Heart Association Warns of This 'Devastating' COVID Symptom
Over the last 7 months it has become crystal clear that some people do not make a full recovery from COVID-19. While the majority of those infected with the virus experience symptoms such as shortness of breath, fever and chills, dry cough, skin rashes, and loss of sense of smell and taste for a period of a few weeks or even months, others seem to have sustained long-term damage. And, according to the nation's top heart health organization, the heart is one of the organs that is sustaining "devastating" and long-lasting damage.
The Lungs Aren't the Only Target
In a report released on Friday, the AHA points out that the respiratory virus, once thought to be most damaging to the lungs, is wreaking serious damage on the heart. They reference earlier studies finding that inflammation of the vascular system and injury to the heart are seemingly common features of this novel coronavirus, seen in 20% to 30% of hospitalized patients and contributing to 40% of deaths. They add that COVID-19 related heart damage impacts the risk of death for the virus as much if not more than other risk factors—age, diabetes mellitus, chronic pulmonary disease or prior history of cardiovascular disease —included.
"Much remains to be learned about COVID-19 infection and the heart. Although we think of the lungs being the primary target, there are frequent biomarker elevations noted in infected patients that are usually associated with acute heart injury. Moreover, several devastating complications of COVID-19 are cardiac in nature and may result in lingering cardiac dysfunction beyond the course of the viral illness itself," Mitchell S. V. Elkind, M.D., MS, FAHA, FAAN, president of the American Heart Association and attending neurologist at NewYork-Presbyterian/Columbia University Irving Medical Center, explains. "The need for additional research remains critical. We simply don't have enough information to provide the definitive answers people want and need."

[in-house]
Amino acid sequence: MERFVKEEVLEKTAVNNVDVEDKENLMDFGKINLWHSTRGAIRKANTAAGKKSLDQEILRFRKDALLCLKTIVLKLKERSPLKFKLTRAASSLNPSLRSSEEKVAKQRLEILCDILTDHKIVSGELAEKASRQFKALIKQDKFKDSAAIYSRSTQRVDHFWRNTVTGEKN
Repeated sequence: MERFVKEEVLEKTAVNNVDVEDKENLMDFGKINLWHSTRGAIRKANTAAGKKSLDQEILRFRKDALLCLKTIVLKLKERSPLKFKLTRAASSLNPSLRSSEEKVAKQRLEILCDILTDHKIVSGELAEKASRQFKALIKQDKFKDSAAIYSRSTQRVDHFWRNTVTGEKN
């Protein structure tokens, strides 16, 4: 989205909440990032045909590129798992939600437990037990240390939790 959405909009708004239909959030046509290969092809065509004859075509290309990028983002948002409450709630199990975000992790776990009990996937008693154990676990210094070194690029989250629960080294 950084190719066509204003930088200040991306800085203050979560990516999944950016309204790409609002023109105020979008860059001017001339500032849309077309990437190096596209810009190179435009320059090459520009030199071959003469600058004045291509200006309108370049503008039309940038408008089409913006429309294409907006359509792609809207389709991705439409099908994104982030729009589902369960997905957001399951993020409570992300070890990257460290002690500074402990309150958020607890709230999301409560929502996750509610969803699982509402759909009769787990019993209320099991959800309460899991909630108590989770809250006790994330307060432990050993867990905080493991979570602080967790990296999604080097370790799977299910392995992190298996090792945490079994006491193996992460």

One-Quarter of Those Hospitalized Have Heart Issues
Research proving the link between COVID and heart damage is overwhelming. Per the AHA, almost one quarter (23%) of all people hospitalized for COVID-19 have experienced serious cardiovascular complications. They point to studies showing that 8% to 12% of all COVID-19 patients have acute cardiac injury, and also case studies indicating COVID-19 may lead to heart attacks, acute coronary syndromes, stroke, blood pressure abnormalities, clotting issues, diffuse myocarditis (heart muscle inflammation) and fatal arrhythmias (irregular heartbeats). They also point to two recents studies finding heart abnormalities in patients months after recovering from the virus.
"While the incidence of these complications is not fully known, and it remains unclear how much cardiac injury is due to direct COVID-19 infection of the heart muscle or a result of immune mediated cardiac dysfunction following a profound viral illness, the virus does have a critical influence on the cardiovascular system," they write in the report. "There is concern that SARS-CoV-2 may have lasting or even delayed effects on the cardiovascular and nervous systems, a possibility that requires further investigation." As for yourself, to get through this pandemic at your healthiest, don't miss these 37 Places You're Most Likely to Catch Coronavirus.